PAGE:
I COMPLETELY support Stan Hood's letter to the editor of January 24 on a new build in the city.

Years ago Elinor McDouall showed me the space they were thinking of putting a dwelling on for retirement when the larger house was beyond their usefulness. They love this place and are deeply connected with it.

Stamping on new ideas is so Whanganui, sadly. We are privileged to have large sections of land compared to many other places /countries. Why can't we be more prepared to be inclusive, to share, to be tolerant of each other?

The world is on a difficult path and likely to become more so with climate variations. Sharing, tolerance, inclusiveness, kindness — all emotional intelligence traits required for the future. Teach your children well.

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Wishing you a beautiful house on the hill for those later years.

CUSHELA C ROBSON
Whanganui


Inspiring campaigner

What an inspiring article in the Wanganui Chronicle: "Campaigner rewarded for tireless work," about 70-year-old Sandra Kyle's efforts to help all animals in need.

Her weekly animal rights radio show, presentations, school and animal shelter visits,

media interviews, and slaughterhouse vigils have been rewarded by a citation from the Philip Wollen Animal Welfare Award and $5000 to further her work, to be presented to her on March 22 in Haryana, India.

What a wonderful acknowledgement for a woman who has devoted her life to helping our fellow earthlings.

Philanthropist Phillip Wollen's generosity extends to poor children and abused animals everywhere.

DIANE CORNELIUS
Seacliff Park, South Australia


We can't deny God

Three things I read: First, your dismal editorial on January 10 about going back to work. Then Terry Sarten's wisdom about recovery of the moral compass. This morning it's the last chapter of Ecclesiastes — the proverbial wisdom of Solomon. "Remember your Creator in the days of your youth ... fear God and keep his commandments, for this is the whole duty of man".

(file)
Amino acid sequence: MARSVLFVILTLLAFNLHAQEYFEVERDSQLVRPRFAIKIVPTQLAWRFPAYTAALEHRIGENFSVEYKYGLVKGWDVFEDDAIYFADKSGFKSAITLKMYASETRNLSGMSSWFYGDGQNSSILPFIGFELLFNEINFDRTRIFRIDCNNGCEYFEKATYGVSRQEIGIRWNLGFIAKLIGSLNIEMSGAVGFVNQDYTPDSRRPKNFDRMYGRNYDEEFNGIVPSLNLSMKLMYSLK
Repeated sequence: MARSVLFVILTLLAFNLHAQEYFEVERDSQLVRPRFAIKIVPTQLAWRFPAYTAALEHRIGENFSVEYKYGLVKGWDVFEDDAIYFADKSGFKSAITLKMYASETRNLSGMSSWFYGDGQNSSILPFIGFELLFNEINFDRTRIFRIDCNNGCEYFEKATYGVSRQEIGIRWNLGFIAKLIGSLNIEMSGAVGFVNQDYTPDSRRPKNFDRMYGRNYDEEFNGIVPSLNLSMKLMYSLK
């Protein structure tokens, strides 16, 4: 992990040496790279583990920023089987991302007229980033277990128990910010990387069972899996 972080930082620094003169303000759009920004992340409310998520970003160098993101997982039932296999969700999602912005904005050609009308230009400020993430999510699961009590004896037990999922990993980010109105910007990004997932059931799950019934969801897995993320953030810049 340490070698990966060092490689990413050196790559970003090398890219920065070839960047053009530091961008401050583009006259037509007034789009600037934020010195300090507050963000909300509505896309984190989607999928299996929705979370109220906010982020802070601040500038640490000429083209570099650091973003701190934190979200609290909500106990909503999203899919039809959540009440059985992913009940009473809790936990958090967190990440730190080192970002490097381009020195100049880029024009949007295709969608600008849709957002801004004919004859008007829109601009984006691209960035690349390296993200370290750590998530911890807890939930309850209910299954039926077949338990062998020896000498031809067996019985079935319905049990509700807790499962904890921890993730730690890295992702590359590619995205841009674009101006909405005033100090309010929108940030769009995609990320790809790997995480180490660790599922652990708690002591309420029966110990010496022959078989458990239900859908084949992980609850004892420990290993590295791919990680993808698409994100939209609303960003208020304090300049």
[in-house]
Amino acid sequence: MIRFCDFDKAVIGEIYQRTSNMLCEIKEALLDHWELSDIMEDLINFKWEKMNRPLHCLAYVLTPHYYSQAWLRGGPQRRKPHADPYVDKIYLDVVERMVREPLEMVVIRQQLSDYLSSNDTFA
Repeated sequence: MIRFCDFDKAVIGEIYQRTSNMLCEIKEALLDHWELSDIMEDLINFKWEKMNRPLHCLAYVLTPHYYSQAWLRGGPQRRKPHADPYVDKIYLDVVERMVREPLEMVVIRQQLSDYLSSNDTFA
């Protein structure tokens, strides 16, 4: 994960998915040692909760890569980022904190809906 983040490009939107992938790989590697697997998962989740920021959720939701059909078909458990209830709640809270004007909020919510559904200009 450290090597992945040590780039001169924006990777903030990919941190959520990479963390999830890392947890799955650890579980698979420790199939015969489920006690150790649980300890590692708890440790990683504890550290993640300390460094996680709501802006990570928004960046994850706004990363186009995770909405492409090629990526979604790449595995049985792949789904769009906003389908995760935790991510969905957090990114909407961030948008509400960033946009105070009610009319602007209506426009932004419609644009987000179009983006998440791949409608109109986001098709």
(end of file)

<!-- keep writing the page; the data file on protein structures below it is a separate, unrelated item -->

They are all the same. We can't deny, or truly live without God. The world bends over backwards to prove utter nonsense that there is no God — that it all began by a remarkable accident. Even that leaves the question how and why it happened.

We are not expected, and nor can we hope to understand. We can only believe and leave it to God. Stop worrying. Life's not hopeless. If you want answers, ask someone who knows: God.

JOHN TRIPE
Matarawa


Vaping harm unknown

Louise Sligo doesn't say whether she is now free of smoking and vaping, or substituted one for the other.

The problem with just switching is that little research has been done on the potential harm to the lungs and body of the chemical compounds in the vaped liquid.

Second-hand vaping could also impact other people. It may be that 10 years from now thousands of vapers suffer from cancers and illnesses caused by their habit.

Vaping is also frequently connected with cannabis and other drugs, the delivery system making the chemicals consumed relatively anonymous. Our lungs are designed to efficiently deliver oxygen to our bloodstream. Misuse of them is likely to result in harm, not only to lungs but to every organ.

MANDY DONNE-LEE
Aramoho


Saving the planet

Rosemary Penwarden has passed on air travel. She wants to save the planet, but not Al Gore, the man with many well-lit homes. Private jets and limos are his mode of transport, he and his fellow apostles travel all around the world in their thousands to try and convince the world that what they say is a fact, is a fact.

These apostles make decisions as to how the flock should live, ride bikes, use buses, turn off lights when going to another room.

Rosemary now travels by bus and train. As fossil fuel is eliminated she will have to change to horse and cart. At least with the Greens abolishing grassland farming to save the planet there'll be plenty of fuel for her horse.

G R SCOWN
Whanganui


Send your letters to: The Editor, Whanganui Chronicle, 100 Guyton St, PO Box 433, Whanganui 4500; or email editor@wanganuichronicle.co.nz